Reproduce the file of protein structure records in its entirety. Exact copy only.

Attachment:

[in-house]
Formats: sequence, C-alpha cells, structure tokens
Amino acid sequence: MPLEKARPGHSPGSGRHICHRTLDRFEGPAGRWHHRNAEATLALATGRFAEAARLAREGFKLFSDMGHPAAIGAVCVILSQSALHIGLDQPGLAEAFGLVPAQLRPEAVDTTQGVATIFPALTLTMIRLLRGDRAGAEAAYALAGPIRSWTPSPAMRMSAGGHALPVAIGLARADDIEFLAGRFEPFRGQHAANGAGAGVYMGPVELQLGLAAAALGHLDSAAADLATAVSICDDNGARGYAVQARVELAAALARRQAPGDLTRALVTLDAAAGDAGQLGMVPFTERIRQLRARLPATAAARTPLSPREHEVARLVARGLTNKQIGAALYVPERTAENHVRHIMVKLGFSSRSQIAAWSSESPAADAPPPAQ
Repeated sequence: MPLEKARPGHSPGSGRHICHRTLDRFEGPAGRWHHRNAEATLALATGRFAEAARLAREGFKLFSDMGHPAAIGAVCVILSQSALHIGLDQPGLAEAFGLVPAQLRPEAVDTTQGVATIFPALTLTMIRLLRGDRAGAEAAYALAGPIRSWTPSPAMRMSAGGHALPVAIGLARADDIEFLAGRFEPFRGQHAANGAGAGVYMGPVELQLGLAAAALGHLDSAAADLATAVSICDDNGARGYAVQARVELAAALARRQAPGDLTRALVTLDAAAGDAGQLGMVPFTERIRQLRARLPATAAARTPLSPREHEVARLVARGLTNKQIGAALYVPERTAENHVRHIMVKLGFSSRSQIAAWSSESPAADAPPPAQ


[in-house]
Formats: sequence, C-alpha cells, structure tokens
Amino acid sequence: MPLEKARPGHSPGSGRHICHRTLDRFEGPAGRWHHRNAEATLALATGRFAEAARLAREGFKLFSDMGHPAAIGAVCVILSQSALHIGLDQPGLAEAFGLVPAQLRPEAVDTTQGVATIFPALTLTMIRLLRGDRAGAEAAYALAGPIRSWTPSPAMRMSAGGHALPVAIGLARADDIEFLAGRFEPFRGQHAANGAGAGVYMGPVELQLGLAAAALGHLDSAAADLATAVSICDDNGARGYAVQARVELAAALARRQAPGDLTRALVTLDAAAGDAGQLGMVPFTERIRQLRARLPATAAARTPLSPREHEVARLVARGLTNKQIGAALYVPERTAENHVRHIMVKLGFSSRSQIAAWSSESPAADAPPPAQ
Repeated sequence: MPLEKARPGHSPGSGRHICHRTLDRFEGPAGRWHHRNAEATLALATGRFAEAARLAREGFKLFSDMGHPAAIGAVCVILSQSALHIGLDQPGLAEAFGLVPAQLRPEAVDTTQGVATIFPALTLTMIRLLRGDRAGAEAAYALAGPIRSWTPSPAMRMSAGGHALPVAIGLARADDIEFLAGRFEPFRGQHAANGAGAGVYMGPVELQLGLAAAALGHLDSAAADLATAVSICDDNGARGYAVQARVELAAALARRQAPGDLTRALVTLDAAAGDAGQLGMVPFTERIRQLRARLPATAAARTPLSPREHEVARLVARGLTNKQIGAALYVPERTAENHVRHIMVKLGFSSRSQIAAWSSESPAADAPPPAQ